A final argument for enacting a climate bill in this Congress is that an important early responsibility for the next president will be to lead the world in forging a new climate treaty. Getting this done will be much easier – indeed, some would say it is the only feasible way to do it – if we have a U.S. cap-and-trade policy in place before our negotiators sit down at the table. We need only consider how a country like China will respond when the next U.S. president says in the course of these negotiations that all countries have to do their part. Unless the United States is already committed to reducing its own emissions, that kind of talk is just not going to fly.

Action in the States

At the same time that there is all of this discussion going on in Washington, it is easy to forget that the U.S. states have been strong movers on the climate issue for several years now. They aren’t just talking about it. They are designing and implementing real solutions. California is a case in point. If it were a country, California would rank 13th in the world in greenhouse gas emissions. Recognizing this, the state’s leaders have established an ambitious set of greenhouse gas emissions targets—such as reaching 1990 emission levels by 2020. Not only that, but California also has gone the next step and passed legislation, with real enforcement, to give the targets the force of law.

Of course, California is not the only state to be exercising a leadership role on this issue. There are 26 states, including large emitters like Texas, that require electric utilities to generate a specified amount of electricity from renewable sources. Seventeen states have targets for reducing their emissions.

And then there are the 23 states that are working across their borders to develop regional cap-and-trade systems through the Western Climate Initiative, the Regional Greenhouse Gas Initiative in the Northeast and Mid-Atlantic, and the Midwestern Greenhouse Gas Reduction Accord.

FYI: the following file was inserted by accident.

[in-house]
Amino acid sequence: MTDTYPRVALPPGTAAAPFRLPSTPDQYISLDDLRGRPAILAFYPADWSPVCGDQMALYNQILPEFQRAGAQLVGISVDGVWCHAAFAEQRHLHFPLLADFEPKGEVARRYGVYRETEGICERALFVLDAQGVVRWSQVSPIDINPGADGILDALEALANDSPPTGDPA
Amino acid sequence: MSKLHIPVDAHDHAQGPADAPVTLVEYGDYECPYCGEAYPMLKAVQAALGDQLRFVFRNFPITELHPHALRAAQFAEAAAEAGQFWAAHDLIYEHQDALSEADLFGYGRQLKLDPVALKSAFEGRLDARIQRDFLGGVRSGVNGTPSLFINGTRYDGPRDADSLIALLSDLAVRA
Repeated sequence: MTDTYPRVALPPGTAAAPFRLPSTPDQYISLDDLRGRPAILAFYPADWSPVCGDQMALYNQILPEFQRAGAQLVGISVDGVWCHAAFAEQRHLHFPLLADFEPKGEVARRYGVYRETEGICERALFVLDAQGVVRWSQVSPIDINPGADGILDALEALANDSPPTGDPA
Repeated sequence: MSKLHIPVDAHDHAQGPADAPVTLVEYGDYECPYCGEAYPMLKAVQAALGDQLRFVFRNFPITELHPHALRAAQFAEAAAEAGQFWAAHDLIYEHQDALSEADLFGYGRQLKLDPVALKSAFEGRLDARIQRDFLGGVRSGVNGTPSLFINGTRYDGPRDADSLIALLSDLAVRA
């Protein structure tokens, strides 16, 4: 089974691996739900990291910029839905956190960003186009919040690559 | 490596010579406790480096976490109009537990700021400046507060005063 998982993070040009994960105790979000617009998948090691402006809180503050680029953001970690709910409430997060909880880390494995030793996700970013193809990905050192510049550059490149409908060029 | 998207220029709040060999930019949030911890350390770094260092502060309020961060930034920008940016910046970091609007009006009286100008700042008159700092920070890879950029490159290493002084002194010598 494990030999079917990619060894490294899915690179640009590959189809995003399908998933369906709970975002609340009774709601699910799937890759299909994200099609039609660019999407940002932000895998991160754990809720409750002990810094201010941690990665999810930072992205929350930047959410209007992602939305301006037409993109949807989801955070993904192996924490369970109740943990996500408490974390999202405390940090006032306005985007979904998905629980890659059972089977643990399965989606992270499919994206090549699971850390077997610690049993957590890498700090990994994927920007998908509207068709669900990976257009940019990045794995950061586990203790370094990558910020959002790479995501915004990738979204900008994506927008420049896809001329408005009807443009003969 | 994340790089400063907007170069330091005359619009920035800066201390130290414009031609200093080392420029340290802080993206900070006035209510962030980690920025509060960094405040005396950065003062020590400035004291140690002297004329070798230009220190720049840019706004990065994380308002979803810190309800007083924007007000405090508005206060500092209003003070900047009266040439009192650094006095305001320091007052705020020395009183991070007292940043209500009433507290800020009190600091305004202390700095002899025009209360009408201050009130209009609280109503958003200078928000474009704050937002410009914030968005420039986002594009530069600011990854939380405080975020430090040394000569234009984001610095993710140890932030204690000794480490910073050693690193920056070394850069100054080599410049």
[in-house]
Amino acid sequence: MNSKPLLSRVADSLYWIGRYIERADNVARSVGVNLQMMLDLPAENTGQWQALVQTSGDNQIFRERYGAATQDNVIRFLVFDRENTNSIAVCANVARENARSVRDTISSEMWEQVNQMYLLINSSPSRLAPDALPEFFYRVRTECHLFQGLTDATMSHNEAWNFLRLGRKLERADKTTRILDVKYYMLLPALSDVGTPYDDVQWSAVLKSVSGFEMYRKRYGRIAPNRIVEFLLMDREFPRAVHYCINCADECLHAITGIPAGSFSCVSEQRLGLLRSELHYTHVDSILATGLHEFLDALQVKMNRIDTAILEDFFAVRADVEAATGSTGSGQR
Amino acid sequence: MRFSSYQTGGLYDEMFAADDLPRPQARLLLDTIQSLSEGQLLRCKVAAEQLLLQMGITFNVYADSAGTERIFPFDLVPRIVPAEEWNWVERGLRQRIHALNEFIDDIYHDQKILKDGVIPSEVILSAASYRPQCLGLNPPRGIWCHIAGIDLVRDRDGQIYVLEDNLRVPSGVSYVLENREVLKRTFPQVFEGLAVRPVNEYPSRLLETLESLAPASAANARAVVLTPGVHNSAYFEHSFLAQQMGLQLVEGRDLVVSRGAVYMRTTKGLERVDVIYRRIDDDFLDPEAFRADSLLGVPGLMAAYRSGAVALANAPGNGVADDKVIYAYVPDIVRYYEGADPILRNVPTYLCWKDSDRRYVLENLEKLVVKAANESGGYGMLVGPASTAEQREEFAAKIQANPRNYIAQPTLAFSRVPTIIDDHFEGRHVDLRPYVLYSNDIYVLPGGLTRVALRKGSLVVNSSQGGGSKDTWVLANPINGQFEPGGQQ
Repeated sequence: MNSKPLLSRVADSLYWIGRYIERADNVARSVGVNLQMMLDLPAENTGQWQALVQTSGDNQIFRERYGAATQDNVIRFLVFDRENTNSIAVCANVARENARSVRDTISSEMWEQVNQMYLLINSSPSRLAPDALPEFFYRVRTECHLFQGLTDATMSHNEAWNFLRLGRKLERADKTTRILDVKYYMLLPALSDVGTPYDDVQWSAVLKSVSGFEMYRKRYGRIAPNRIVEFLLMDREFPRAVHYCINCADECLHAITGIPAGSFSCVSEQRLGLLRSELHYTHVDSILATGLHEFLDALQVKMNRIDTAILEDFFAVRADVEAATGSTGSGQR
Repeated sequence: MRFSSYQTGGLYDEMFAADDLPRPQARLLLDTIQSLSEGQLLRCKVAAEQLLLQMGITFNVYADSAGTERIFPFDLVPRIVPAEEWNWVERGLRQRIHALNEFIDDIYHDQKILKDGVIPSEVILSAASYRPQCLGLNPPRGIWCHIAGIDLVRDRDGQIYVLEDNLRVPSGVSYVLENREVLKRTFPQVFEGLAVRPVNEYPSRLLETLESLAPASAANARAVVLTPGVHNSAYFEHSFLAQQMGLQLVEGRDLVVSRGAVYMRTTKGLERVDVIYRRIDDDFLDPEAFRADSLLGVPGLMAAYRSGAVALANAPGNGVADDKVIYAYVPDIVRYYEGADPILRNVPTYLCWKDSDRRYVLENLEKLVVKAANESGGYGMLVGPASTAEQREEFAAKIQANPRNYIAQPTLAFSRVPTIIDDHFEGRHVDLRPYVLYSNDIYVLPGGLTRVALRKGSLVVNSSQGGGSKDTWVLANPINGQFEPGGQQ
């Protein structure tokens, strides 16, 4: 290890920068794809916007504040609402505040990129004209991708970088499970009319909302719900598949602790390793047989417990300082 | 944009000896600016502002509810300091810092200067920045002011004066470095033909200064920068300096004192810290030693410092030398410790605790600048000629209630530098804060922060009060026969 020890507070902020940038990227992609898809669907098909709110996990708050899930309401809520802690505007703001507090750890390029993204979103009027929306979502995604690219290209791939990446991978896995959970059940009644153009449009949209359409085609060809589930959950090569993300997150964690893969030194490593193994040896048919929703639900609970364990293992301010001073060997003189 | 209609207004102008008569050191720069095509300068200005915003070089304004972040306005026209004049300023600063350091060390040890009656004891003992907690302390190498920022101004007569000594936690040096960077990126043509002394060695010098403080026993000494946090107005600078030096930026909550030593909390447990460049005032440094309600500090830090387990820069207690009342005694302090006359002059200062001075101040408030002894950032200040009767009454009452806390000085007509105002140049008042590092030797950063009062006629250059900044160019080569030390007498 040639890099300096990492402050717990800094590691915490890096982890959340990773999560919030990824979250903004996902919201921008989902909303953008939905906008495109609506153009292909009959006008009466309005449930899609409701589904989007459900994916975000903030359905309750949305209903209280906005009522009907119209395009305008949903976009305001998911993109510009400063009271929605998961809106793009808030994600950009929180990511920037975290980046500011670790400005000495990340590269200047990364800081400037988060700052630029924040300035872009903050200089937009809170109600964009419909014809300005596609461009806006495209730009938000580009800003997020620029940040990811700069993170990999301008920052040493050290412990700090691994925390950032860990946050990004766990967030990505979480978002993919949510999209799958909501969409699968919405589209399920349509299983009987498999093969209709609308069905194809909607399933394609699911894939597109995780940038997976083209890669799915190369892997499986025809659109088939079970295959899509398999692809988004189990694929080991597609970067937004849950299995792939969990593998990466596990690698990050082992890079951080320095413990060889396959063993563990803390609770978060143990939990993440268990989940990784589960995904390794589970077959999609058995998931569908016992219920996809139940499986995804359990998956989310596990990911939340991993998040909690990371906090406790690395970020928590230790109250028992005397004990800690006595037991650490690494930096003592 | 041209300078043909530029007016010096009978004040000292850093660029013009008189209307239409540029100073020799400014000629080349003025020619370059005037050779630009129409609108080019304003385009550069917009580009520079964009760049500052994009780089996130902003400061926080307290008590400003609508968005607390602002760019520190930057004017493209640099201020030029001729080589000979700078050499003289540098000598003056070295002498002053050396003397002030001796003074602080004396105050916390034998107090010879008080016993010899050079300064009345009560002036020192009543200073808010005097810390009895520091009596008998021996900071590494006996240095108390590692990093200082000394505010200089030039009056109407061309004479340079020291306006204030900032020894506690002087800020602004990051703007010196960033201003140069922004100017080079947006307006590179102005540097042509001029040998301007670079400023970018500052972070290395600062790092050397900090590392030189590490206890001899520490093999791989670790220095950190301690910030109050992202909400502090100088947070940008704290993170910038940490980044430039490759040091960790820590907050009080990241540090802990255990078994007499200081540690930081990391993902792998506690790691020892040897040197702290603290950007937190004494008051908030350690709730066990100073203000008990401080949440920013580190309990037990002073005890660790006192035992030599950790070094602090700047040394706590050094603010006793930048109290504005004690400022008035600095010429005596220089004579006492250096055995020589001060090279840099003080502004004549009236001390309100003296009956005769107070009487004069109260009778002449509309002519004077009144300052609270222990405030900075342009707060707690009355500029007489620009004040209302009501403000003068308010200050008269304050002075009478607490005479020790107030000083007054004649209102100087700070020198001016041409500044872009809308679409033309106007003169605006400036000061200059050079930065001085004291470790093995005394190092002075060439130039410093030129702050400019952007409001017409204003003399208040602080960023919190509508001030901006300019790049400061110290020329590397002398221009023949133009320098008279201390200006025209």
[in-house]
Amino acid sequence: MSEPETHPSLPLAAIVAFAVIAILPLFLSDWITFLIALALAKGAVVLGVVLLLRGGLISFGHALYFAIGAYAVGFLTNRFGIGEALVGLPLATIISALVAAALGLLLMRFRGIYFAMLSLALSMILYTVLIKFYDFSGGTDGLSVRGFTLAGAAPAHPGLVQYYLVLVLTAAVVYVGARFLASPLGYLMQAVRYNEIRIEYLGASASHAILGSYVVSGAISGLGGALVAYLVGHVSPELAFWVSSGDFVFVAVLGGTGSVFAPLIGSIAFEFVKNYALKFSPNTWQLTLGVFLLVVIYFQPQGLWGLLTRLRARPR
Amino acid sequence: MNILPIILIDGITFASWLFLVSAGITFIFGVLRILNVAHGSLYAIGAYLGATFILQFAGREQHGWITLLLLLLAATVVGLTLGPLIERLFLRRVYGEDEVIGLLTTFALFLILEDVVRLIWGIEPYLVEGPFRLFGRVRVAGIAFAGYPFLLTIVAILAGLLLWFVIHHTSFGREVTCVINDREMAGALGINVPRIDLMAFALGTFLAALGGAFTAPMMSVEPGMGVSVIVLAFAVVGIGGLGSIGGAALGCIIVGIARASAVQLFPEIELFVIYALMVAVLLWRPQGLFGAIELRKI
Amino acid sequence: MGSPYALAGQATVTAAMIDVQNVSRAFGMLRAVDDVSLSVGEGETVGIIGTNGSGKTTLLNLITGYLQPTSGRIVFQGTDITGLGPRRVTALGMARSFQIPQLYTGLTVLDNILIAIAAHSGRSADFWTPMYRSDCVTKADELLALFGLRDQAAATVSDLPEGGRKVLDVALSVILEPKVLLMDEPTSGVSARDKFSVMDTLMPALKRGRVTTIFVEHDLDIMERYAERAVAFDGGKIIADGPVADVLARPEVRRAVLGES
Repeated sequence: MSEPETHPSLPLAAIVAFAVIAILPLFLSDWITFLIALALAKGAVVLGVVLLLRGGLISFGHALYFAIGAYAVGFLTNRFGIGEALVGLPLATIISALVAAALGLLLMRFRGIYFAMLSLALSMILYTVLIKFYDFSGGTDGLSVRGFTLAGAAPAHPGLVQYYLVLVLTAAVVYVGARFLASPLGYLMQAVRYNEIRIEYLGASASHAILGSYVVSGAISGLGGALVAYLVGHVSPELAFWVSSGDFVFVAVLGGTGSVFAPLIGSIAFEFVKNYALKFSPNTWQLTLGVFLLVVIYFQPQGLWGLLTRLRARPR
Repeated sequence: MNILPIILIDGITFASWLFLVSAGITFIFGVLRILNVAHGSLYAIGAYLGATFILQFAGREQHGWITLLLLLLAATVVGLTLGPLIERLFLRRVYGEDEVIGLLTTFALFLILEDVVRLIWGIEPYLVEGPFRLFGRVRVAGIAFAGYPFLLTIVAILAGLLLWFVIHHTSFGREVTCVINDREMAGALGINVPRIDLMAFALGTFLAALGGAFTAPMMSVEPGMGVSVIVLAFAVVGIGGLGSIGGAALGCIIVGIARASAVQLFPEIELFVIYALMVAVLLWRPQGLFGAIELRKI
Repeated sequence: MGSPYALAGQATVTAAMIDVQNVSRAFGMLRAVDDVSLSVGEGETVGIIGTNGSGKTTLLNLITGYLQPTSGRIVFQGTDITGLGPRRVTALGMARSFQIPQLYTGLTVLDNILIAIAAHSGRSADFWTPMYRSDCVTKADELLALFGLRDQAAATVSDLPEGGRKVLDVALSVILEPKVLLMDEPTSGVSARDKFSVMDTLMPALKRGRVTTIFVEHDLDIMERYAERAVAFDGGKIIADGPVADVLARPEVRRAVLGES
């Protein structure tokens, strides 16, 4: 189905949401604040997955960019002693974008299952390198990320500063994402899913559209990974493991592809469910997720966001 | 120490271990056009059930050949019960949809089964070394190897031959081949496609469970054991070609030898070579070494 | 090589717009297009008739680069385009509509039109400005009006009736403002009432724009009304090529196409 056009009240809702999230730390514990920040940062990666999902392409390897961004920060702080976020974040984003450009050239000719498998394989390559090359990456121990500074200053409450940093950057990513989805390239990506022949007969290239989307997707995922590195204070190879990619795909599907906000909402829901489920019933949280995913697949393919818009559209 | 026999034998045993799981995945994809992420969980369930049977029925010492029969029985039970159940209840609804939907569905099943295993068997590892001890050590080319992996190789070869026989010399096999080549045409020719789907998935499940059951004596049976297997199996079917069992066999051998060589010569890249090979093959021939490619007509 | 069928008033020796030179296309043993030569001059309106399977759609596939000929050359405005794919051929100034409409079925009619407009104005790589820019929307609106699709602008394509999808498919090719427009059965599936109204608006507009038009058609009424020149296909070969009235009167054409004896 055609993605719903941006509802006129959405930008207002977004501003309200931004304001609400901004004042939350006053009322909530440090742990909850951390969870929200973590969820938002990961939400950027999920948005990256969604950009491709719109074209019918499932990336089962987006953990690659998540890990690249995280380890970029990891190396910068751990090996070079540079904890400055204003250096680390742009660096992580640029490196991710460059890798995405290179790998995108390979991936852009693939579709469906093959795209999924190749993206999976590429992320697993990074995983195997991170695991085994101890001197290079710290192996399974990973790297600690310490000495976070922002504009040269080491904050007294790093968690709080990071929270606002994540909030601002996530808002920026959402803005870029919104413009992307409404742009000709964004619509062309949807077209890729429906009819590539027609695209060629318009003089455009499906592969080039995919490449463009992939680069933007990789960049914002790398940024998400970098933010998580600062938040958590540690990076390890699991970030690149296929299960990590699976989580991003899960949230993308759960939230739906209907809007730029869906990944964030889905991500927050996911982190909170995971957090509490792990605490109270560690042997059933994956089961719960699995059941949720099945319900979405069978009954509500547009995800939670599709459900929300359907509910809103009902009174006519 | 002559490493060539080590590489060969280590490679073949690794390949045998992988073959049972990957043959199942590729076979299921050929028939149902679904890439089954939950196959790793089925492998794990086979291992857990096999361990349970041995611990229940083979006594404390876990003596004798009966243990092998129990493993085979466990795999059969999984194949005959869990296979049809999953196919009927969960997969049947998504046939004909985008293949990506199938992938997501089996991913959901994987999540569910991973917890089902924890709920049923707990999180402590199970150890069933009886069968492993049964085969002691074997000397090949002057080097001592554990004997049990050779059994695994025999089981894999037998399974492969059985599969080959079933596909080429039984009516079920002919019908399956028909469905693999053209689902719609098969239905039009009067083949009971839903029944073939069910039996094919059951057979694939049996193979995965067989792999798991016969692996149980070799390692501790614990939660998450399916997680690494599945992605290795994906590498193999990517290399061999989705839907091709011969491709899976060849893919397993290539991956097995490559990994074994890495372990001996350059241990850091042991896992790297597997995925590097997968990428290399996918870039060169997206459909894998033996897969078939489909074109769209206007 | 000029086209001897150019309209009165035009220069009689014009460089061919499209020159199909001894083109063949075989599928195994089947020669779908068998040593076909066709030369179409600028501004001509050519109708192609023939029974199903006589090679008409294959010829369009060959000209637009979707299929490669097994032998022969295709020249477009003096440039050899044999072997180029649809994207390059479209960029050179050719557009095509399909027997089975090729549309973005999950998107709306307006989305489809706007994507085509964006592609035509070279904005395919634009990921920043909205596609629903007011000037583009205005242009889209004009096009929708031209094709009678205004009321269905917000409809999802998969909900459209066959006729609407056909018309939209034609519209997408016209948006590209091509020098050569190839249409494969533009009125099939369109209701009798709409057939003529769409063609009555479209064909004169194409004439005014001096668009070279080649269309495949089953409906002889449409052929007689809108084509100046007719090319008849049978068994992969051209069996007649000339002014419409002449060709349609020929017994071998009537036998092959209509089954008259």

And it is not only state leaders who are acting. There is also local action on this issue across the United States. To date, more than 800 U.S. mayors have signed a commitment to reduce emissions in their cities. The target: a 7-percent reduction below 1990 emission levels before 2012, which not coincidentally is what the Kyoto Protocol would have required for the United States as a whole.

So, if anyone tells you there is nothing happening on this issue in the United States, I hope you will correct them. There is a great deal of activity and a great deal of commitment at the state and local levels … where leaders are developing real plans to reduce emissions. However, despite all the great things that are happening, and despite the leadership of the nation’s states and cities and businesses, U.S. emissions still are trending up not down, as I said. Which is why we need national, mandatory policies that will put the United States on an environmentally sustainable path.

International Action

And, of course, domestic action alone is not enough. We also need to commit as a nation to play an active part in crafting an effective global response to climate change. Even if the United States were finally to get serious about reducing its emissions, our actions will amount to precious little if they are not part of a wider global effort that commits all major emitting nations to do their part.